It may seem that you have to have a personal trainer or an expensive gym to get into shape, but technology helps make it easy to make a fitness routine on a budget.
Before you start an exercise routine, talk with your primary care physician to make sure you don’t have any restrictions on the type of exercise you can do.
Apps can help you keep your exercise routine organized by tracking how much of a particular exercise you did or by leading you in a routine. Many are free and ad-supported, or you can pay a few dollars to have the ads removed. Apps exist for every kind of exercise you can think of, including walking/running, yoga, and weightlifting.
Couch to 5k, often referred to C25K, is a program designed to build people up into being able to run 5 kilometers, or 3.1 miles. This distance is common in fundraisers and races across the country. Dozens of apps exist for C25k, including ones meant for running outdoors (such as around the neighborhood) and those meant for running on a treadmill. Choose the one whose style you like the best, and don’t be afraid to repeat a week if you’re struggling.
If you want to follow a recorded exercise program at home, you have a plethora of free and cheap video options to choose from.
- On Demand. If you already subscribe to cable, many cable providers have exercise videos for free on-demand. Take a look at your options.
- YouTube. Dozens of YouTube channels have free exercise programs. From walking to yoga to weights, if you can think about it, you can find it.
- Streaming services. If you already have a subscription to a streaming service, take a look to find exercise videos. Be beware – they don’t always stay on the service!
- DVDs (or even VHS tapes). If you still have a DVD player (or a VHS player!), you can find cheap DVDs to play. Ask your friends if they have any old ones they can’t use because they’ve gone streaming-only, or check at a library sale or in your local thrift store.
A gym membership has more of an ongoing cost than some of the other options mentioned here, but it can still be done economically. If you’re not motivated to work out at home or outdoors, if you’d like group exercise classes or to swim laps, a gym membership may be right for you.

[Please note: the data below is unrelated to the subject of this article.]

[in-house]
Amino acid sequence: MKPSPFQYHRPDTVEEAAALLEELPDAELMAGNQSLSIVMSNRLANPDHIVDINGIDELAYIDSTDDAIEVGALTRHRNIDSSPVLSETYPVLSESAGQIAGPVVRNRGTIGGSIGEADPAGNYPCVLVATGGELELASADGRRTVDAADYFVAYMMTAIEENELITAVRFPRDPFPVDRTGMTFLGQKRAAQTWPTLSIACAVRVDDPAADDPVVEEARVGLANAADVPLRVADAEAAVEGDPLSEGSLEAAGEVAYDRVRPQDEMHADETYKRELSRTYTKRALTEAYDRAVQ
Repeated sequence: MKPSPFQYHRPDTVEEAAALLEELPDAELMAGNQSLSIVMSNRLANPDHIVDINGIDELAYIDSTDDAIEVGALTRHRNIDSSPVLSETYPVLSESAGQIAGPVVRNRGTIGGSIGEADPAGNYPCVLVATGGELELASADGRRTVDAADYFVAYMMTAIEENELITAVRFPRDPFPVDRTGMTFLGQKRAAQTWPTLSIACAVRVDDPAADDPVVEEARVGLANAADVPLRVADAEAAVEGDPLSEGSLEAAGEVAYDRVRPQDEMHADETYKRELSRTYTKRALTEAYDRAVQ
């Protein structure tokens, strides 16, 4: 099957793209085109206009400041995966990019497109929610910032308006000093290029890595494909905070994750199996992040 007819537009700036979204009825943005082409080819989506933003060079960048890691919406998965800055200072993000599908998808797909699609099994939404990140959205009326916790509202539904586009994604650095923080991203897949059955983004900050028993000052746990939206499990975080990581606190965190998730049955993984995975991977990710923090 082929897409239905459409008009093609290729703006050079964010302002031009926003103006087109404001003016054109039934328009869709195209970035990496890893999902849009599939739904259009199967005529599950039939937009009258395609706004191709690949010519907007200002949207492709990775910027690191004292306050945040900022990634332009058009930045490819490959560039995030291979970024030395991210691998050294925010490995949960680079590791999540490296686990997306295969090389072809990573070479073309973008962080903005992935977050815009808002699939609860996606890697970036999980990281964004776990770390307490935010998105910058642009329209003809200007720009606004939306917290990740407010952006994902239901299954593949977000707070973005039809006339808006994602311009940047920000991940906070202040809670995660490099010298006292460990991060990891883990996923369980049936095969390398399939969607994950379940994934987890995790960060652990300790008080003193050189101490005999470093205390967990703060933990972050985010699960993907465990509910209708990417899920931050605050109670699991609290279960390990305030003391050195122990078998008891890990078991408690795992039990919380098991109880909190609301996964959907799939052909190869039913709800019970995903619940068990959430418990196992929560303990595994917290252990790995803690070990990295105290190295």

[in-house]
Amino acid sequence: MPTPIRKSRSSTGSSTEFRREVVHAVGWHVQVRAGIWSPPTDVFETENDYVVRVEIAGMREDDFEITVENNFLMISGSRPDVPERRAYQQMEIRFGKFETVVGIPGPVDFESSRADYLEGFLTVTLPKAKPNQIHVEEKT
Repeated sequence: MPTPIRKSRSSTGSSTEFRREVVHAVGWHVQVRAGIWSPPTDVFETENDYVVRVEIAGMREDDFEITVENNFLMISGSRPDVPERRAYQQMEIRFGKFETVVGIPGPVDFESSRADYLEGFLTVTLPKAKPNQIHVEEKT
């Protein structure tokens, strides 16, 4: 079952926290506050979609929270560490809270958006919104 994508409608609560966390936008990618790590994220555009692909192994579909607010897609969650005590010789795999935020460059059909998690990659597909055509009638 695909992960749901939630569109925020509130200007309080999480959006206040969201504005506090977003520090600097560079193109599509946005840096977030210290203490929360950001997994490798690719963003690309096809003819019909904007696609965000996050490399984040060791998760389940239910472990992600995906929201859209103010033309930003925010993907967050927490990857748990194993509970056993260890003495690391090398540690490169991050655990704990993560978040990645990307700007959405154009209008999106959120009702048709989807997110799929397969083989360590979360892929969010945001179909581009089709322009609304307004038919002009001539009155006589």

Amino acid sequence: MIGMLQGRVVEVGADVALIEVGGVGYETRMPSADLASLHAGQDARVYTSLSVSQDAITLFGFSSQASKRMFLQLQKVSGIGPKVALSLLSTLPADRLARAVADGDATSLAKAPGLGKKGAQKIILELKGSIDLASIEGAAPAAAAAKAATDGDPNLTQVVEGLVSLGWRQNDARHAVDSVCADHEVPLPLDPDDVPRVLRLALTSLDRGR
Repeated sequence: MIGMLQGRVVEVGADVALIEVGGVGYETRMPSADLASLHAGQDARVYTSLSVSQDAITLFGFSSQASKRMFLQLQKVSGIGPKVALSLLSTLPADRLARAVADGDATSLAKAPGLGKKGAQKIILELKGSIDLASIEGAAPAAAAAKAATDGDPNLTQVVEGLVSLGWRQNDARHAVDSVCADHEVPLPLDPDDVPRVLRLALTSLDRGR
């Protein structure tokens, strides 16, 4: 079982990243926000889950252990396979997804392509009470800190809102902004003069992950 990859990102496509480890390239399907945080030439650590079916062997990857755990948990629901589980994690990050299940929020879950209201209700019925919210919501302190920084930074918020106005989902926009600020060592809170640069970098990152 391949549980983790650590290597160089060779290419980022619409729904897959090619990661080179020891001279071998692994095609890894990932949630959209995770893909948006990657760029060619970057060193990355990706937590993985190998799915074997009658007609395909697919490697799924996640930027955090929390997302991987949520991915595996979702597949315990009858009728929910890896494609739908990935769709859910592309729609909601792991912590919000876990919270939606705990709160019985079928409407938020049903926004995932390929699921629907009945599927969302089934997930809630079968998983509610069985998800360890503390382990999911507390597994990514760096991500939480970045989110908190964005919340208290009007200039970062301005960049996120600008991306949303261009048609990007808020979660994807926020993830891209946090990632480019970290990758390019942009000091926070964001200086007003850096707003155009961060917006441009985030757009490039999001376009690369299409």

First, figure out what you’re looking for. Make a list of the options a gym must have, the ones it would be nice to have, and the ones you don’t care at all about. Some things you may want to consider:
- What equipment do you want?
- What classes do you want?
- What other amenities do you want, such as towel service or a locker room with showers?
- What is your budget?
See what gyms are available in your area, what amenities they have, and what their pricing structures are like. Fitness clubs are often more expensive and may require a year-long contract. Religious or community organizations are often more affordable, and you don’t necessarily need to be a member of the organization to get a gym membership. Chain gyms, often found in shopping centers, may be the most affordable but have the fewest amenities.
Outside of a Formal Program
Exercise does not have to be done following a program or class. You can run around your neighborhood, or bike on a rails-to-trails project. Similarly, group fitness is not restricted to classes done in gyms. If you’re open, you can find opportunities to exercise with others for free or with a small fee. Many areas have groups that meet up regularly to go hiking or running. Yoga studios may offer one-time classes in parks or in rooftop gardens. Even getting together with your friends to go walking around your neighborhood every day counts as group exercise, and is an excellent low-impact way to strengthen your body and your social bonds.